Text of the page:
peppercorns were used as curancy during the middle ages,any house rules that fiture this?
Um, where do I begin?
I like peppercorn!
Well if I were going to use peppercorns as currency, then I'd likely use the Scoville Scale as a means to assess a value.
So I'd say 500 peppercorn equals 1 Mexican Pepper
500 Mexican Peppers equals 1 Habanero Pepper
500 Habanero Pepper equals 1 pawn of Ignem Vis.
So all you have to do is find Mexico to get this ball rolling.
I bet some of our resident scholars can shed insight into how they had monetary value, but until then I'm sticking to my story!
peppercorns were used as curancy because they were fairly rare in medeavial society.
I know that, I just can never tell with you Abe. So many of your items are silly it's hard to tell when your serious. It's unlikely that Hermetics use peppercorn as a means of trade, but perhaps covenants have traded them as they are a valuable commodity.
thanks(by the way I usually being serious with my questions)
I've seriously wondered if peppercorns would still be that valuable. CrHe rituals and all that. I guess you can call spices "noble", like gemstones, and enforce the fact that they come as tiny individuals, rather than general plant mass like wood.
I would definitely argue that they are individuals as a Target, but that doesn't solve the problem. Creating a peppercorn bush or a cinnamon tree, cardmom tree, or pretty much any spice bearing plant is trivial to a Herbam magus, and any senior magus.
This is one way our covenant got around the rule against creating piles of silver or gold. In general the rarer the item, the has more value it has. Creating and maintaining a fruit grove in cold climates, spice plants, silk producing critters, etc...is fairly easy with the correct magic.
Silly as many of Abe's posts are, this does bring up an interesting point regarding Covenants, simply that very few folks used coin. Neither nobles or scholars (the people magi most closely resemble) used coin. Peasants didn't either. It just wasn't a cash economy. That would happen a bit later. So why this sudden emphasis on coin and trade and such in a game about wizards?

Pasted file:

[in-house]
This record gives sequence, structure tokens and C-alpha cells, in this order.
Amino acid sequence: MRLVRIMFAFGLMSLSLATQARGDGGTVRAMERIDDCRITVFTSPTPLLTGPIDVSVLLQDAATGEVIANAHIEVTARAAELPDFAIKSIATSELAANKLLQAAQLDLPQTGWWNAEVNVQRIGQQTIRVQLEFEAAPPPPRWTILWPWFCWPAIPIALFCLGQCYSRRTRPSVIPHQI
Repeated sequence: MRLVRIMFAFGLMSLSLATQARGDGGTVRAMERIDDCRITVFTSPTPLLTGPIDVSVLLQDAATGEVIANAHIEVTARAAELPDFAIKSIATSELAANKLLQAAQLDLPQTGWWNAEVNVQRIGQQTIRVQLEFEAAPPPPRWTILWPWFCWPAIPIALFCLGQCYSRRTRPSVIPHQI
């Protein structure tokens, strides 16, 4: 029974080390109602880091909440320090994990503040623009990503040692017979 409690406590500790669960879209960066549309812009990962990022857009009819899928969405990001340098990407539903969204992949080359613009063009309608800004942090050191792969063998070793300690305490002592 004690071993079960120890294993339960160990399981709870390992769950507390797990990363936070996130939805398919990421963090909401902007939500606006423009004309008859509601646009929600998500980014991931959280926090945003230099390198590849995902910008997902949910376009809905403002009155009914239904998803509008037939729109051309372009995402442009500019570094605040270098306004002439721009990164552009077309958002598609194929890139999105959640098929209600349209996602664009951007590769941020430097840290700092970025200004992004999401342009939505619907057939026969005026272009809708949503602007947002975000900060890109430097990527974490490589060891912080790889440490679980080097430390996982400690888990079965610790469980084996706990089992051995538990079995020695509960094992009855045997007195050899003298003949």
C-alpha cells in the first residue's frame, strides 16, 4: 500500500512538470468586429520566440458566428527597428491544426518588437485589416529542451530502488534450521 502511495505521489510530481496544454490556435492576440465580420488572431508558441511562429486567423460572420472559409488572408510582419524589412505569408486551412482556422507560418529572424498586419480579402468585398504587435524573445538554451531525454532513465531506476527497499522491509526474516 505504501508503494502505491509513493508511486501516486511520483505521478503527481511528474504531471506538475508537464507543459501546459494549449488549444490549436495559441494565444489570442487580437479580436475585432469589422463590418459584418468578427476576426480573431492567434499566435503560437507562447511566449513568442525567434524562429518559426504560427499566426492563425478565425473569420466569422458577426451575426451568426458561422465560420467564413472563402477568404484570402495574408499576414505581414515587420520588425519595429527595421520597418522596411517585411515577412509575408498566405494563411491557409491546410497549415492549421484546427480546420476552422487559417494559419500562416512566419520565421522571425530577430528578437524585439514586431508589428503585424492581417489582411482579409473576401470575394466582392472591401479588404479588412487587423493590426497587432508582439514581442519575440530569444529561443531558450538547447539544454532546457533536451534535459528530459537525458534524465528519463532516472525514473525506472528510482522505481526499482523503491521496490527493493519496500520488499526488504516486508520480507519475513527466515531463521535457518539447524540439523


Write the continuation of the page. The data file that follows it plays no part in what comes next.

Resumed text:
I thought 1220 was into the "using more coin" period. When were the silver mines opened?
Also, it can be a unit of account, even if actual silver isn't on the ground. What were fines expressed in? And what did people buy with at fairs, or in towns? What did they buy books with, or stained glass?
you are talking of a complex issue in a summary way which can only fail to address it.
Already the laws of William the Conqueror assumed a working money economy.
Markets and trade fairs also required present and generally trusted coinage, usually provided by the noble protector.
Universities could in no way be run without it - as the students had to pay for their professors and their own sustenance, and certainly did not bring pigs and eggs from their far away homes to do so.
It is an altogether different issue how much the majority of peasants and serfs were affected by this economy, and how exchanges within one village were organized - and that is probably what you wished to express.
Hm, so let's say a Tytalus mage pays a group of bandits to kill his apprentice as part of his Gauntlet.
What would these bandits have been paid in, in the Rhine in 1221, for example.
This happened last game, and I didn't even think that coin would be a problem.
Well if they took the coin, then it's not a problem. A lot of this involves the color of personal games and how accurate you want them to be. Covenants introduced the Mythic Penny, which clearly is a game mechanic so there is a standarized unit of money to discuss.
Can one have Mythic Europe run on Mythic Penny's? Sure. Or we can trade peppercorn, saffron, or those moving cards from Harry Potter. Sure. I'm not trying to make light of the situation, but simply pointing out I don't think you should worry that paying the bandits with coin was 'wrong'.
I'm curious why the Rhine Tytalus sent out a group of bandits to kill his apprentice. Was that the gaunlet or apart of the gaunlet?
I ask because I play a Rhine Tytalus who's apprentice is about to start a gauntlet where he's expected to kill an Ifrit. Makes me wonder how many Tytalus gauntlets involve apprentices killing or trying to be killed.
LOL. I love the Tytalus. You know what they say,
"That which doesn't kill you was suppose to!"
Hmmm, that reminds me...
E. g. in silver pennies minted by the archbishop of Cologne. These archbishops held the privilege of minting - MÃ¼nzregal - since 1027, and their coins - KÃ¶lner Pfennige - were esteemed and used far beyond the archbishopric.
thanks for the input!